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February 1991

Low-Dose Aspirin and Risks of Cataract in a Randomized Trial of US Physicians

Author Affiliations

From the Epidemiology Unit, Massachusetts Eye and Ear Infirmary, Department of Ophthalmology, Harvard Medical School, Boston (Dr Seddon); Channing Laboratory, Department of Medicine (Drs Christen, Manson, Buring, and Hennekens), and Department of Preventive Medicine (Dr Buring and Hennekens), Brigham and Women's Hospital, Boston; and the National Eye Institute, Bethesda, Md (Dr Sperduto).

Arch Ophthalmol. 1991;109(2):252-255. doi:10.1001/archopht.1991.01080020098052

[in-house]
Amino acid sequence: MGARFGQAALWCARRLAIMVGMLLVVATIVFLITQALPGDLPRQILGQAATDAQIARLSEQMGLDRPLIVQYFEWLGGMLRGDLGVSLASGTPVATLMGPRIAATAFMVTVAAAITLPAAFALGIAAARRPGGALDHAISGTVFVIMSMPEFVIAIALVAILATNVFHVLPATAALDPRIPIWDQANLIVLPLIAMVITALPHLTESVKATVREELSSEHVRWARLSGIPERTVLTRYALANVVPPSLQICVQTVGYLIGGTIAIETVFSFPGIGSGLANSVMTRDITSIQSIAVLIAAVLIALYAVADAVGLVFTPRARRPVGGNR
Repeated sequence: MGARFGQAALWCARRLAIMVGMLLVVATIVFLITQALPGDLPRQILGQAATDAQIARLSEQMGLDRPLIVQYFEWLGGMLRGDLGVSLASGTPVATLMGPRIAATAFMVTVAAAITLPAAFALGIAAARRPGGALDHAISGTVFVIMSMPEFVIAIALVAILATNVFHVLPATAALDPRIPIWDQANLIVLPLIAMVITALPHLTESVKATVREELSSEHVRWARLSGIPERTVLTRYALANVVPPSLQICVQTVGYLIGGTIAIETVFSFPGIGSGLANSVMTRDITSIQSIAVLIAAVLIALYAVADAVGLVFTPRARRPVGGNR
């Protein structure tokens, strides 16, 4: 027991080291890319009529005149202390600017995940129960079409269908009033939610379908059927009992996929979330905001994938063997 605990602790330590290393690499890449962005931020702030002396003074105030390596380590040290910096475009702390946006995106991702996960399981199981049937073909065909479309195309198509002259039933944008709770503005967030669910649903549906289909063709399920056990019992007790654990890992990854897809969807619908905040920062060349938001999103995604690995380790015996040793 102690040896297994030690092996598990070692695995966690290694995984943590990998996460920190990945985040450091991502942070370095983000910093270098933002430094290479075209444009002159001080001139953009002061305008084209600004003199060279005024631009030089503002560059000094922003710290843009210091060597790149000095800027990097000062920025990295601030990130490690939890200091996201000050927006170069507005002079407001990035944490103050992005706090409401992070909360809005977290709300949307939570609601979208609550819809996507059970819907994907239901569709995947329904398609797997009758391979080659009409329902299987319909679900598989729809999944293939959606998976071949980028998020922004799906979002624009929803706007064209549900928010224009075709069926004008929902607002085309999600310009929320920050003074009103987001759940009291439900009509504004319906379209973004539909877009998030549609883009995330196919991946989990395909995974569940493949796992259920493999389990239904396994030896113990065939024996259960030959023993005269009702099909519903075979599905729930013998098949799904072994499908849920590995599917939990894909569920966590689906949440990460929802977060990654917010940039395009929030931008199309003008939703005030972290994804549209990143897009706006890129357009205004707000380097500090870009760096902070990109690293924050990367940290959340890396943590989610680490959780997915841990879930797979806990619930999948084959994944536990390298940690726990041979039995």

• Observational studies have raised the question of a possible benefit of aspirin on the development of cataract. The Physicians' Health Study, a randomized double-masked placebo-controlled trial among 22 071 male physicians, aged 40 to 84 years, provided the opportunity to collect information about whether low-dose aspirin therapy (325 mg on alternate days) affects the development or extraction of cataract. There were 173 age-related cataracts among those physicians assigned to aspirin therapy and 180 among those given placebo (relative risk, 0.95; 95% confidence interval, 0.74 to 1.22). Cataract extractions were less frequent in the aspirin than in the placebo group, but this difference was not statistically significant (relative risk, 0.80; 95% confidence interval, 0.56 to 1.15). Among younger men (aged 40 to 59 years), the relative risks were 0.62 (95% confidence interval, 0.40 to 0.94) for cataract development and 0.67 (95% confidence interval, 0.38 to 1.31) for cataract extraction. These randomized trial data tend to exclude any large benefit of aspirin. While the overall findings concerning cataract development seem to be null, the data on extraction of age-related cataract, while not statistically significant, cannot exclude a possible small to moderate benefit of alternate-day aspirin therapy on the extraction of age-related cataract.